By Drew Kuehl
I think we all have a different picture in our minds of what heaven is going to be like. There are a few passages in the Bible that give us some idea of what it’s like, but a lot is still left to our imagination. A couple years ago, when my daughter Kara was 2 or 3, my wife, Amy, was putting her to bed one night and noticed she was deep in thought. She asked her what she was thinking about and Kara said “Mommy, I don’t think I want to go to heaven.” Amy was a bit surprised and so she asked, “why wouldn’t you want to go to heaven?” Kara looked up at her with concern on her face and said “because Mommy, what if I slipped on a cloud and fell right back to earth?”
You see, in her mind, heaven was a sort of place where you get to jump around on clouds above the earth and look down on what everyone’s doing. Though what Kara had imagined might not be the case, we do know that it is a place of unrestrained joy and freedom from our earthly bonds. When I think about it, I find myself torn inside. I would love to be there and see and experience it, but I also want to be here with my family that I love. So I always come to the conclusion that I find myself coming on many other issues as well: I have to trust in God’s perfect plan and timing.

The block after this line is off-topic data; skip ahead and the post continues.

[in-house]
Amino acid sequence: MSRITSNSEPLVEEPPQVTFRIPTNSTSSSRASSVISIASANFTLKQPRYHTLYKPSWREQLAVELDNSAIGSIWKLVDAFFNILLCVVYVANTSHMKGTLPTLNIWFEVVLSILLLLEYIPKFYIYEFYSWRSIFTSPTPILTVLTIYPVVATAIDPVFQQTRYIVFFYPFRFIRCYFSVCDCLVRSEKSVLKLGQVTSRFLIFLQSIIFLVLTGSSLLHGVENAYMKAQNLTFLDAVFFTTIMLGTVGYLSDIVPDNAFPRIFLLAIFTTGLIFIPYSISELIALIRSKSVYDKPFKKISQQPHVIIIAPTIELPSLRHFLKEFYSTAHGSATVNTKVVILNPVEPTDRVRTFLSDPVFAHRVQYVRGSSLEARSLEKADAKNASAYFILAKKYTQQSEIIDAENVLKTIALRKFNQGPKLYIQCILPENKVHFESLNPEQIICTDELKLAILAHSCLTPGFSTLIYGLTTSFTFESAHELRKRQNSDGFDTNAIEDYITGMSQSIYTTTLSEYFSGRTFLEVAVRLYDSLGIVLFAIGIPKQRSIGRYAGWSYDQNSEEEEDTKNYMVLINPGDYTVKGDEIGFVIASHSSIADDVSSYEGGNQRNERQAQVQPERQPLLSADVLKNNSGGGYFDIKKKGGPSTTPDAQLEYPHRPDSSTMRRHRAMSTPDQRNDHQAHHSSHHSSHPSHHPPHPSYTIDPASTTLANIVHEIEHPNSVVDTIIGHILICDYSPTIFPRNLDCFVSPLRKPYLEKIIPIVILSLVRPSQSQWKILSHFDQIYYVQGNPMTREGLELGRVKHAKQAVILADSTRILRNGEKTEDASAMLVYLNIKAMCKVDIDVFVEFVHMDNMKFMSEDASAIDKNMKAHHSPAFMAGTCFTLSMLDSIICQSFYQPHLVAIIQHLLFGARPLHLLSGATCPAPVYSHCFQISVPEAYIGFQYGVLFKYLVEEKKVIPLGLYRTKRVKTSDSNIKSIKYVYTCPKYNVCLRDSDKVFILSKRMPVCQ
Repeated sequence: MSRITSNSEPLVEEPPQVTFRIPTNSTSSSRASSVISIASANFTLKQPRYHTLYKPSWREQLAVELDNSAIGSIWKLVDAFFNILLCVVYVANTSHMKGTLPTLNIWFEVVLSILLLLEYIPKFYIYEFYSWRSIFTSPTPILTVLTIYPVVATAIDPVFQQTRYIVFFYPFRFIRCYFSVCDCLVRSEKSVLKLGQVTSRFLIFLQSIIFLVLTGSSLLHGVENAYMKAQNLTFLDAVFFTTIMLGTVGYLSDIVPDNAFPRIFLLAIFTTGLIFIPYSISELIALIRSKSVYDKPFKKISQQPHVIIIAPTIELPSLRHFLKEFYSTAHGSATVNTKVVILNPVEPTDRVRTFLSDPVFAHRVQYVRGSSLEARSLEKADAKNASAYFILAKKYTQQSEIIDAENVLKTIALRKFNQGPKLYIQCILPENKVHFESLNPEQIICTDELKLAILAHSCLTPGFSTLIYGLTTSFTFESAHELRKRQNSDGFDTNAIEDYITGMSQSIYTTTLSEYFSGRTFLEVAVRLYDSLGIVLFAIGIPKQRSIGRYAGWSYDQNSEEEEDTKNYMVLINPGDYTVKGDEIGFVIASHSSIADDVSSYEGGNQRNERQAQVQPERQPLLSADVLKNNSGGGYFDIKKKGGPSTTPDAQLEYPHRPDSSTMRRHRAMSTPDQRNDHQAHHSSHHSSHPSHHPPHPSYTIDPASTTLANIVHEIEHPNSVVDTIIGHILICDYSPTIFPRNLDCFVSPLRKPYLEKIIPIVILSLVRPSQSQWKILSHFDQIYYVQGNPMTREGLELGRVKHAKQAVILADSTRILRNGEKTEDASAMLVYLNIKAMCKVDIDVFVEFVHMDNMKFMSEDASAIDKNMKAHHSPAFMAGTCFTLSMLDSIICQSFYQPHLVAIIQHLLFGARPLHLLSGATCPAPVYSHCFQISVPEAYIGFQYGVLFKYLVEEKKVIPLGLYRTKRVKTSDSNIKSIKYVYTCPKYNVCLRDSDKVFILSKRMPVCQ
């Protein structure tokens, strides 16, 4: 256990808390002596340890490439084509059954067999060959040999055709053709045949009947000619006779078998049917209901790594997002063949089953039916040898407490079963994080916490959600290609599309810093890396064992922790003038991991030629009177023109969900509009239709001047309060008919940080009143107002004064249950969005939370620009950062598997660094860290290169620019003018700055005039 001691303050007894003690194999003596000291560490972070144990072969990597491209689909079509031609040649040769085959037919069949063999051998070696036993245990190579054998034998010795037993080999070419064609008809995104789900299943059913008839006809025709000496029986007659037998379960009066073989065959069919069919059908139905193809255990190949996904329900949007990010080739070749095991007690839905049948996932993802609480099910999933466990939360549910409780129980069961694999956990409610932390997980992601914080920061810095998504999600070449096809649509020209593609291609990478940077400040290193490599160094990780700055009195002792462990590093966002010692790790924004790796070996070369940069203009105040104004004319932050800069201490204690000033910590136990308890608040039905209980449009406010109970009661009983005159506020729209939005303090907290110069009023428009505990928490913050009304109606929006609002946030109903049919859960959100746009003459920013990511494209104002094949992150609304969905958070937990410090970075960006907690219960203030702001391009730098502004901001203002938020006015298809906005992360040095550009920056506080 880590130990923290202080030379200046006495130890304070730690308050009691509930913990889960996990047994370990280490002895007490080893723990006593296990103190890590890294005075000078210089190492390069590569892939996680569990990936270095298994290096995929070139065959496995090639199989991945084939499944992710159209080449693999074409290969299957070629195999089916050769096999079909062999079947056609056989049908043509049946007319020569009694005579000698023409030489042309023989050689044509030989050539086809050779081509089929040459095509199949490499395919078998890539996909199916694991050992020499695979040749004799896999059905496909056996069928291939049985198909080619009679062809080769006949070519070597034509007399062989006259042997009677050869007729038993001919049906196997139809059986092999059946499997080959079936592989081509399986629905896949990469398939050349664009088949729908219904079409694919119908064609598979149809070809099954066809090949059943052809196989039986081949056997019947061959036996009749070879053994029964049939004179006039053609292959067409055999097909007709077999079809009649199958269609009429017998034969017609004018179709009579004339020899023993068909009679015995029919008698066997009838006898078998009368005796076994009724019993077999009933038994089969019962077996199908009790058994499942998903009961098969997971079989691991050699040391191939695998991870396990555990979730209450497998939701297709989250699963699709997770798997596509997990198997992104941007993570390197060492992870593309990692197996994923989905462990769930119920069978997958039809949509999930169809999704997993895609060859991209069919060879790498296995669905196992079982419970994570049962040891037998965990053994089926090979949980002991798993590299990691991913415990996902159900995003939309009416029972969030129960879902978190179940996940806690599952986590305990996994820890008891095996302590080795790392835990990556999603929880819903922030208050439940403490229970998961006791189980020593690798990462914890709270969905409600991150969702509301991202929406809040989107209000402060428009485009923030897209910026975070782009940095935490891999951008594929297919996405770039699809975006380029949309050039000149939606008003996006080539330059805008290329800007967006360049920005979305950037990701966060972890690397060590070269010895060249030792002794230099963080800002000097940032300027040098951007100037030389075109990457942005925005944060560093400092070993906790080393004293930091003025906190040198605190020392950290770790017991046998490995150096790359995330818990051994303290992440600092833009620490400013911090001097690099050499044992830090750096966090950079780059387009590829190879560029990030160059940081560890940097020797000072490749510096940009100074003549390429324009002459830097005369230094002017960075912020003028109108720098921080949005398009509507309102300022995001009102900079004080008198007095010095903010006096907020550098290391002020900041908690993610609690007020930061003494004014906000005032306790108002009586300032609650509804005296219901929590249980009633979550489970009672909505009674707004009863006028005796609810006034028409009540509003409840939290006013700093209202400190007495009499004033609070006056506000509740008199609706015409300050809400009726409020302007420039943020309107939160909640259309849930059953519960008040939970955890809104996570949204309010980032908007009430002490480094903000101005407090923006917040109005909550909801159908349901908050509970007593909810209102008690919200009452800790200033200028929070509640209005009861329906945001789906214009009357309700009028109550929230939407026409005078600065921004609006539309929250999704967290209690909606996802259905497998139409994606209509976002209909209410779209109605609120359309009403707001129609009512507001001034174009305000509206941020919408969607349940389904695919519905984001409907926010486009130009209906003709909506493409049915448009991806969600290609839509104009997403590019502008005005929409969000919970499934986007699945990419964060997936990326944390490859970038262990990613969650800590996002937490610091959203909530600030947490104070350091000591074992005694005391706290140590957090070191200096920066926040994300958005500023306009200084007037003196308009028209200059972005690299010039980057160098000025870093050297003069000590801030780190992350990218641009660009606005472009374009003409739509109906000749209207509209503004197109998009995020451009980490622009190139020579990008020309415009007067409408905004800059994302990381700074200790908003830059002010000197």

This week as we continued our study of Philippians, we tackled verse 19 to 26 of chapter 1. We looked at verse 19 and saw how Paul used the power of prayer and relied on the provision of the Holy Spirit. We then saw in verses 20-21 that Paul was ultimately confident about his deliverance because he had given Christ first place in his life. We talked about how verse 21 is really Paul’s purpose statement and should be ours as well. I think it’s important for us to think about how we would honestly complete this sentence? For to me, to live is ______? What gets you up in the morning? What gets you excited? When you say, “That’s what life is all about,” what are you referring to? Here’s the issue. No one can leave that sentence blank. Everyone is living for something. What are you living for right now?
For Paul to live was Christ and to die was gain. The word “gain” that Paul uses refers to “profit” or interest on money. As Christians, we come out ahead when we’re dead. Actually, we’re not really dead when we die. We leave this world to spend eternity in another world. What do we gain? We gain a better body, a better home, a better inheritance and better fellowship. Live or die as Christians, it’s a win win situation. We finished by looking at verses 22-26 and we saw that we need to be prepared to die but plan to really live.
I’ve had many family members die in just the last few years: 3 Grandparents, an Aunt and my cousin and best friend. I know the truth that the longer I live, the more people I’ll see die. I rejoice in knowing that each knew Jesus and is present with their Savior. When I think about my life I’m torn as Paul was, but as he ultimately did I can say to live is Christ. That means to live is to share the gospel and teach the word of God to anyone God puts in my path. But to die is to come face to face with the God who created me and His Son who saved me. I can’t think of anything better.